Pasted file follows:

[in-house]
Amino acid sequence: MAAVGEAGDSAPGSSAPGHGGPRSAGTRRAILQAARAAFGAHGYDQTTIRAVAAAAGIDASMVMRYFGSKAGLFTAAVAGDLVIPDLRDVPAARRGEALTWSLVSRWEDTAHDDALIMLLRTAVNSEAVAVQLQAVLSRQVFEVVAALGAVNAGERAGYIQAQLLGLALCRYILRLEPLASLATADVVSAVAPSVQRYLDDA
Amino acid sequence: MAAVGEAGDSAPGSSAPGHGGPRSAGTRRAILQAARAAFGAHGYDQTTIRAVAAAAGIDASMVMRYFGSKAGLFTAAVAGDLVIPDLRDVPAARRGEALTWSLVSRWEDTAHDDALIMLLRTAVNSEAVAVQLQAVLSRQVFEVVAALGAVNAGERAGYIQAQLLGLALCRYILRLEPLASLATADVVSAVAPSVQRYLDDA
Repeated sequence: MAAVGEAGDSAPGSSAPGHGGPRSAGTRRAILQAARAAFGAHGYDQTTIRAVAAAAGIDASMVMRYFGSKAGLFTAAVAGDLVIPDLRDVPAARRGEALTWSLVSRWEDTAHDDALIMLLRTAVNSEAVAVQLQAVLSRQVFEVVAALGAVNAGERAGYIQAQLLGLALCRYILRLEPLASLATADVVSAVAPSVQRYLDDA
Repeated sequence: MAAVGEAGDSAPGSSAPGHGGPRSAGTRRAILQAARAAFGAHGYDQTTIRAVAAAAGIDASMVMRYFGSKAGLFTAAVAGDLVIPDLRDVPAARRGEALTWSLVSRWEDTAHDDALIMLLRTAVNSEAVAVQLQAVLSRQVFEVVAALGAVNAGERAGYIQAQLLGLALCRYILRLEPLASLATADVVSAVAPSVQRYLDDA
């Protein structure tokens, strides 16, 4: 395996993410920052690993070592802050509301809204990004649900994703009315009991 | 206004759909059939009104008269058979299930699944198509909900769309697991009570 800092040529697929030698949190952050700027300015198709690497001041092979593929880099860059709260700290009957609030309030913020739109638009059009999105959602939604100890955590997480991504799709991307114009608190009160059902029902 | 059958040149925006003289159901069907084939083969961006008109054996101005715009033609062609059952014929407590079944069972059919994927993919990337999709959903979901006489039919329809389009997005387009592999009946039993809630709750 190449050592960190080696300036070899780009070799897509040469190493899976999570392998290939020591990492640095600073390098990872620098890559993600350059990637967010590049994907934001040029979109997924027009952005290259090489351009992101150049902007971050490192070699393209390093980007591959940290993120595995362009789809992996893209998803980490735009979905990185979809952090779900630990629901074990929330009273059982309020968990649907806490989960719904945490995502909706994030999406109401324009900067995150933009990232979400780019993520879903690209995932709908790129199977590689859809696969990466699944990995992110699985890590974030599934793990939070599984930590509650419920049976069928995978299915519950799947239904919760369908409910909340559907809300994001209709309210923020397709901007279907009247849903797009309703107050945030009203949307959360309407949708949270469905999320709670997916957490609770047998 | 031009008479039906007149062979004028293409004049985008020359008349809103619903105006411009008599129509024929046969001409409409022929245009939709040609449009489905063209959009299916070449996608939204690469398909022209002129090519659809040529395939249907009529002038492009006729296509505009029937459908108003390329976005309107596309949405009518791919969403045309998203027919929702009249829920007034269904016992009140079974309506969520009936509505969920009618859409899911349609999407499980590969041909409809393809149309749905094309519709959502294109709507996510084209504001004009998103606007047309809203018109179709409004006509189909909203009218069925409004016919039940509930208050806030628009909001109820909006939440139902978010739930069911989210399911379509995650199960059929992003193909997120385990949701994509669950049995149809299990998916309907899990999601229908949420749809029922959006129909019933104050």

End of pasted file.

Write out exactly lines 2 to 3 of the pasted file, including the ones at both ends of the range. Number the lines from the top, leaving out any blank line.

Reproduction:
Amino acid sequence: MAAVGEAGDSAPGSSAPGHGGPRSAGTRRAILQAARAAFGAHGYDQTTIRAVAAAAGIDASMVMRYFGSKAGLFTAAVAGDLVIPDLRDVPAARRGEALTWSLVSRWEDTAHDDALIMLLRTAVNSEAVAVQLQAVLSRQVFEVVAALGAVNAGERAGYIQAQLLGLALCRYILRLEPLASLATADVVSAVAPSVQRYLDDA
Amino acid sequence: MAAVGEAGDSAPGSSAPGHGGPRSAGTRRAILQAARAAFGAHGYDQTTIRAVAAAAGIDASMVMRYFGSKAGLFTAAVAGDLVIPDLRDVPAARRGEALTWSLVSRWEDTAHDDALIMLLRTAVNSEAVAVQLQAVLSRQVFEVVAALGAVNAGERAGYIQAQLLGLALCRYILRLEPLASLATADVVSAVAPSVQRYLDDA